Saturday, March 07, 2009

"The Nymph's Reply to the Shepherd"--(Sir) Walter Ralegh

It's been a while since I first and most intently thought on this so I am going to refer to the notes I scratched in my crumbling Norton Anthology of English Literature, the 1962 edition, which I believe was the first, which I bought for $7.50 on a very hot afternoon in the summer of 1993 at the old Rock Creek Book Store in Washington, D.C. for $7.50, which store was one of those that you had to go up a flight of stairs to get in, and the literature section I think was even one or two more stories up. It was all air-conditioned, though. I have had the book with me a lot since that time. I had it in a little room I rented when I only had about ten or so other books in my possession, and I took it with me to Prague too. Now it is falling apart. I could get it rebound, I suppose, but I am fond of the endpapers, "A Literary Map of England" and "London: With Points of Literary and Historical Interest From Chaucer to the Victorians", which in the days when I was comparatively print-deprived were a source of much minor entertainment and delight to me, so I shouldn't like to lose them.

"It is like an exercise of poetry," I wrote of the Ralegh, "with its basic versification, ruminations on time, romance, nature imagery. All of the elements are in place. It is wistful, natural, humane above all." This doesn't tell us much. I am starting to worry that these mellifluous Elizabethans don't say anything to me. The words I circled in the poem as striking me with the most significance, whether with regard to position or suggestive meaning, were "If", "young", "truth", "might", "Time", "wanton", "reckoning", "honey", "fancy's", "wither", "forgotten", and "might" again, the 2 mights being verbs, in the first and last stanzas, and leading into the nearly identical sequences "might (me) move/To live with thee and be thy love". Much of the history of lyric poetry consists of a continual tension between the pastoral tradition, or impulse, which is clearly very dear, as well as instinctive, to a wide strain of the human sensibility, and the more clear-headed species of attitude that perceives death and decay and the comparative weakness and fleetingness of individual will and emotion to be the primary truths, the real driving forces in human existence. Most of the history of poetry, like most of the history of anything, is rather boring in itself to anyone who is not borderline fanatical in his interest. It has been a frequent theme of mine in this diary that any interest one has in esoteric subjects are of little account unless he is well-respected and has acquitted himself admirably in some field, and preferably several, of more widely accepted importance, so I won't go into it too much here. But in short, a person's interest in anything is only interesting so far as he is interesting, and plays a part in the life of the world that is interesting. I understand that it thus must appear contradictory for me to continue maintaining a blog, or to write at all or try to make sense of the history of poetry, but I am not a well man, I am delusional, I am in every sense the last person who should be writing and the first, or one of the first, to put pen to paper as it were.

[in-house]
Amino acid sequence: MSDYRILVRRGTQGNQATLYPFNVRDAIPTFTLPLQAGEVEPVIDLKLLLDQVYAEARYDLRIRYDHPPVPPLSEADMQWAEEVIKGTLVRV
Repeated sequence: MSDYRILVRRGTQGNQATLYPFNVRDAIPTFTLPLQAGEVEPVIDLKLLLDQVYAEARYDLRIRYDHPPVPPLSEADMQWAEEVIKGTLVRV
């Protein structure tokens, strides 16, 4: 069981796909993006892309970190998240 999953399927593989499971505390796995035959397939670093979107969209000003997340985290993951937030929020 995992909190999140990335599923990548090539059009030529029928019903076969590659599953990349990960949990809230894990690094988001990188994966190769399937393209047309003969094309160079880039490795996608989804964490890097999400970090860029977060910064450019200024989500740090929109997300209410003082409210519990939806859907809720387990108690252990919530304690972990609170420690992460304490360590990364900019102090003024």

The Elizabethans were the high tide of English poetry, I do not see that there can be much doubt of it. It is clear to me that well-educated people, and people of that temperament, thought in poetic form, that they were always taking their impressions and imagined conversations and rebut and condensing and cropping them to fit lines of pentameter, the unit of thought. The choices of words and the presentation of images even in minor poets are rarely overlabored or strike the reader--or the listener--as unnatural. That they are minor poets is due more to the lesser power of their images and ideas, not the poetic sensibility on display. That Ralegh of course was a man whose poetic gift was usually noted in his lifetime as his fourth or fifth most distinguishing attribute I have commented on elsewhere. It is illustrative of the attitude that existed at the time that being a writer of verses was a part of being a properly developed man, that it would be part of such a person's nature.

But all that said, what is special about this poem? For special it is in some respect, as it is in nearly every comprehensive anthology of English poetry, and the one I have before me calls it the "best" of the replies to Marlowe. I suppose it rather cleverly refutes one by one all of the promises and wild declarations that Marlowe's shepherd makes, and Ralegh demonstrates some admirable skill in alliteration, balancing his lines, and the choice of words such as make the images of the poem move rapidly and at the same time in a circle. It is hard to explain because it seems very simple--I think it actually is that simple, or something like it, and that therefore I don't have the language, or the relation to language, to really understand such a conception of the world as such use of language entails. That is 60 or 70% of getting at the crux of what all great poems are about, is that sort of becoming comfortable with the language and where it is coming from, and I find that very difficult to do with the Elizabethans, and I don't really know why.

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